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From the ITF Main Stage: Disney’s Frozen: The Broadway Musical

Elsa from Disney's Frozen coming to the ITF 2024 Main Stage

At the heart of the International Thespian Festival, the main stage stands as a testament to the extraordinary achievements of high school Thespians. Joining them this summer is Troupe 6903 of Wauwatosa West High School with their production of Disney’s Frozen: The Broadway Musical.

Based on the Academy Award-winning animated feature film, Disney’s Frozen transports audiences to the beautiful kingdom of Arendelle, where Princesses Anna and Elsa grow up sheltered inside their castle, isolated from the world, and increasingly distant from each other. When Elsa is crowned queen, the magical powers she’s desperately tried to conceal take control, and she flees into the mountains. As a ferocious winter descends on Arendelle, Anna sets off on an epic journey to find Elsa and bring her home – with the help of hardworking ice harvester Kristoff, his loyal reindeer Sven, and a happy-go-lucky snowman named Olaf.

Full of magic, humor, and a stunning musical score, Disney’s Frozen is a powerful tale of sisterhood, acceptance, and finding the real meaning of true love. EdTA chatted with troupe director Adam Steffan to get a peek behind the curtain.

1. This show was part of the United States of Frozen contest. Can you tell us about the experience and how your students and community got involved?

Our experience here in Wisconsin has been remarkable. Frozen has created opportunities for joy, collaboration, and love, giving students a space to shine and be part of something that had an impact. It’s been life-changing and something we’ll remember forever. Beyond the show, which sold out in 10 days (nearly 7,000 seats!), our community stepped up too. Local businesses hosted fundraisers, placed ads in our program, and created a buzz about this pilot production.

We were particularly proud of a local ice cream shop that created Olaf-themed ice cream desserts and a donut shop that designed themed donuts in honor of the production. Our mayor declared opening night Frozen Day in the city of Wauwatosa too! We’re so grateful to have been selected to be part of the United States of Frozen family.

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Students from Wauwatosa West High School performing in Disney's Frozen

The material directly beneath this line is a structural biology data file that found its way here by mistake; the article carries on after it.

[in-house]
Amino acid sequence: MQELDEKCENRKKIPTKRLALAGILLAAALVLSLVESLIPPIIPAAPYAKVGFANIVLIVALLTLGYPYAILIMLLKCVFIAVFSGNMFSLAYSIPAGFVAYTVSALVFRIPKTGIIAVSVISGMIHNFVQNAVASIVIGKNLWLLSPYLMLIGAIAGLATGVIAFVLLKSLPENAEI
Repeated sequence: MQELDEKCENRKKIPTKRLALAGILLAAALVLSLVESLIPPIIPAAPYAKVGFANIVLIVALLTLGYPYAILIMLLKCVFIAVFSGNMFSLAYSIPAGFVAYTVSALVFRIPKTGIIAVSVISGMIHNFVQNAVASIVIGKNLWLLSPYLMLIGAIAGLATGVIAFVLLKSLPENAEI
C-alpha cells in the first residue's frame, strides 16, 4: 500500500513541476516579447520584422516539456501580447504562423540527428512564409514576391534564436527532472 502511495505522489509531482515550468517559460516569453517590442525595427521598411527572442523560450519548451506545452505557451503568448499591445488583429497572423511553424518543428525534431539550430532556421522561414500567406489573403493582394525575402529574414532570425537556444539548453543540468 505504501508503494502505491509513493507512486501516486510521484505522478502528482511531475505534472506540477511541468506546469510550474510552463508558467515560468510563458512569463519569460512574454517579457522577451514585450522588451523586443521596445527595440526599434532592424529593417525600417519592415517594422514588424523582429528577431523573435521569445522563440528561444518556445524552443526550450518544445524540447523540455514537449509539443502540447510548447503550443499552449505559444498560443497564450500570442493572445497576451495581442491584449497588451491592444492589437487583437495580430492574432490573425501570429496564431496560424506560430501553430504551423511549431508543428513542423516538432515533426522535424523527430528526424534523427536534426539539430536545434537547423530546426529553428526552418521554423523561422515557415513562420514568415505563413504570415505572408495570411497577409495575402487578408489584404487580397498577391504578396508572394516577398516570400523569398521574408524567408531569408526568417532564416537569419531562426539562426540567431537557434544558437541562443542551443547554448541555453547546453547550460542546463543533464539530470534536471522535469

2. How did you involve your students in the creative process and decision-making for the show?

Involving students in the creative process is so important in educational theatre. From day one, we worked with our student crew on creative ideas and design elements, with student leaders helping to form crews and make punch lists that helped keep everyone motivated and on task. As part of this process, students worked with intelligent lighting, lasers, and had to problem solve like never before!

3. Has your vision for the show evolved as you’ve gone through the process of preparing for the ITF stage?

This is like taking your show on a national tour and it’s something our school has never done before. In moments of panic and stress, I think of our cast, crew, and pit, and how cool (no pun intended) it is we get to revisit this production. We’re looking forward to getting it back up on its feet and making it even better!

Students from Wauwatosa West High School performing in Disney's Frozen

4. How do you balance the educational aspects with the artistic demands of directing a high school production?

Producing a show like Disney’s Frozen is a beast, especially at the high school level. But our students – the cast, crew, and pit – rose to the occasion! When Disney and the Educational Theatre Association announced we were the Wisconsin representative for the United States of Frozen, we began planning our production immediately, and involving students in the production process is key. This included building and designing all the costumes from scratch, creating the sets, working with lasers, and always making sure we were creating a unified design.

5. What is one piece of advice you would share with troupes hoping to make main stage next year?

I attended ITF first as a chaperone with another Wisconsin Thespian troupe. I got the lay of the land and took the opportunity to soak in the experience. It’s incredible. I knew I wanted to submit Frozen for main stage consideration, so I sought out seasoned main stage directors, asked for advice, and immediately started planning and dreaming. My takeaway? Everyone was supportive and encouraging, and they all raved about the experience.

Frozen Wauwatosa 4 scaled

6. What do you hope the audience takes away from your show, and why is this important to you?

I’ve been calling this our Frozen Era! When all is said and done, we’ve been planning and/or working on this production for nearly two years – we feel so lucky and grateful. At the heart of Frozen is a powerful, impactful message that we kept in mind throughout our rehearsal process: Let’s spread more love! After all, “Say goodbye to the pain of the past. We don’t have to feel it anymore. Love is an open door.”


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